Is it possible, today, to have a fair-minded engagement with debates over statistical foundations? I’m not sure, but I know it is becoming of pressing importance to try. Increasingly, people are getting serious about methodological reforms—some are quite welcome, others are quite radical. Too rarely do the reformers bring out the philosophical presuppositions of the criticisms and proposed improvements. Today’s (radical?) reform movements are typically launched from criticisms of statistical significance tests and P-values, so I focus on them. Regular readers know how often the P-value (that most unpopular girl in the class) has made her appearance on this blog. Here, I tried to quickly jot down some queries. (Look for later installments and links.) What are some key questions we need to ask to tell what’s true about today’s criticisms of P-values?
I. To get at philosophical underpinnings, the single most import question is this:
(1) Do the debaters distinguish different views of the nature of statistical inference and the roles of probability in learning from data?
Three Roles For Probability: Degrees of Confirmation, Degrees of Long-run Error Rates, Degrees of Well-Testedness
A. Probabilism: To assign degrees of probability, confirmation, support or belief in a hypotheses and other claims: absolute[a] (e.g., Bayesian posteriors, confirmation measures) or comparative (likelihood ratios, Bayes factors).
B. Performance (inductive behavior philosophy): To ensure long-run reliability of methods (e.g., Neyman-Pearson NP behavioristic construal; high throughput screening, false discovery rates).
C. Probativeness (falsification/corroboration philosophy): To determine the warrant of claims by assessing how stringently tested or severely probed they are. (Popper, Peirce, Mayo)
Error Probability Methods: In B and C, unlike A, probability attaches to the methods of testing or estimation. These “methodological probabilities” report on their ability to control the probability of erroneous interpretations of data.
The inferences (some call them “actions”) may take several forms: declare there is/is not evidence for a claim or a solution to a problem; infer there’s grounds to modify a model, etc. Since these inferences go beyond the data, they are inductive and thus, open to error. The methodological probabilities are also called error probabilities. They are defined in terms of the sampling distribution of a statistic.[b]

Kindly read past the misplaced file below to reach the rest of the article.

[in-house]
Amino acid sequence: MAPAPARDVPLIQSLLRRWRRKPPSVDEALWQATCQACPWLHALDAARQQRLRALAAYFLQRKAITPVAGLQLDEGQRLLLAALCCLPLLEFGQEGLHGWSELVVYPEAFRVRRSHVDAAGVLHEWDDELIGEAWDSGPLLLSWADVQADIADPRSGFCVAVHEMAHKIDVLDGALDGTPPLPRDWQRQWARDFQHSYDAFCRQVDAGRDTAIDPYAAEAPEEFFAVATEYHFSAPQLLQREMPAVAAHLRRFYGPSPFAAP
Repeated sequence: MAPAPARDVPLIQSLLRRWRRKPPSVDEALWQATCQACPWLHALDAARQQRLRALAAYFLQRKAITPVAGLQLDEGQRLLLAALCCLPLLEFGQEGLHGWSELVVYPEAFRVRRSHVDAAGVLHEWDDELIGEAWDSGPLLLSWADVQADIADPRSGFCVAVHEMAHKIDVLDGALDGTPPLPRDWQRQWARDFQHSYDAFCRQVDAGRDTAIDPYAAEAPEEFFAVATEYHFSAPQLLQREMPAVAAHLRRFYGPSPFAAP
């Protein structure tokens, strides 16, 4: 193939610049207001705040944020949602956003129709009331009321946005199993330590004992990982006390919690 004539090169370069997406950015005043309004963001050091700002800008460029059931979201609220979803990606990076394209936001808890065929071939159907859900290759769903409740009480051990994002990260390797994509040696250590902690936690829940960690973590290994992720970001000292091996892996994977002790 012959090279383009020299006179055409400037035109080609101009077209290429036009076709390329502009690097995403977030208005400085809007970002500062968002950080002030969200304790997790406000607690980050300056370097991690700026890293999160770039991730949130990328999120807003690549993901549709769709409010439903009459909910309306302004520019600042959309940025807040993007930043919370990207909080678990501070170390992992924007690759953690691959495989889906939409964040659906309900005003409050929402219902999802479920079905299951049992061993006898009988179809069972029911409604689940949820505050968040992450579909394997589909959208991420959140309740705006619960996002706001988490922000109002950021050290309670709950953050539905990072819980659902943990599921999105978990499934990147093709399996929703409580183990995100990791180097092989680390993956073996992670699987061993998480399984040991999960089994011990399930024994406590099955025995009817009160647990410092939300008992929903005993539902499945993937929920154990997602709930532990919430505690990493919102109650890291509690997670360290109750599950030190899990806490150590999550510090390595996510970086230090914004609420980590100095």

Some spin-off questions:
(2) Do criticisms of P-values assume probabilism?
We often hear: “There is nothing philosophical about our criticism of statistical significance tests. The problem is that a small P-value is invariably, and erroneously, interpreted as giving a small probability to the null hypothesis that the observed difference is mere chance.” Really? P-values are not intended to be used this way; presupposing they ought to be so interpreted grows out of a specific conception of the role of probability in statistical inference. That conception is philosophical.
a. Probabilism says H is not warranted unless it’s true or probable (or increases probability).
b. Performance says H is not warranted unless it stems from a method with low long-run error.
c. Probativism says H is not warranted unless something (a fair amount) has been done to probe, and rule out, ways we can be wrong about H.
Remark. In order to show that a probabilist reform (in the form of posteriors) is adequate for error statistical goals, it must be shown that a high posterior probability in H corresponds to having done a good job ruling out the ways we can be mistaken about H. In this connection, please see Section IV.
It’s not clear how comparative reports (C is favorable relative to C’) reach inferences about evidence for C.
In this connection be sure to ask: Do advocates of posterior probabilities tell us whether their priors will be conventional (default, reference), and if so, which? Frequentist? Or subjective? (Or are they just technical strategies to estimate parameters, justified on error statistical grounds?)
- A very common criticism is that P-values exaggerate the evidence against the null: A statistically significant difference from H0 can correspond to large posteriors in H0. From the Bayesian perspective, it follows that P-values “exaggerate” the evidence; but the significance testers balk at the fact that the recommended priors result in highly significant results being construed as no evidence against the null—or even evidence for it! Nor will it do to simply match numbers.
It’s crucial to be able to say, H is highly believable but poorly tested. Even if you’re a probabilist, you can allow for the distinct tasks of stringent testing and error probes.(probativism).
Different philosophies of statistics are fine; but assuming one as grounds for criticizing another leads to question-begging and confusion.
(3) Are critics correctly representing tests?
- Do criticisms of P-values distinguish between simple (or “pure”) significance tests, and Neyman-Pearson (NP) tests and confidence intervals (within a model)? The most confused notion of all (often appropriated for unintended tasks) is that of power. (Search this blog for quite a lot on power.)
- Are criticisms just pointing up well-known fallacies of rejection and non-rejection that good practitioners know to avoid?(i) (e.g., Confusing nominal P-values and actual P-values.) Do their criticisms relate to an abusive animal (NHST) that permits moving from statistical inference to a substantive research hypothesis (as we have seen, at least since Paul Meehl, in psychology)?
- Underlying many criticisms is the presupposition that error probabilities must be misinterpreted to be relevant. This follows from assuming that error probabilities are irrelevant to qualifying particular scientific inferences. In fact, error probabilities have a crucial role in appraising well-testedness, which is very different from appraising believability, plausibility, or confirmation. Looking at hypothetical long-runs serves to understand the properties of the methods for this inference.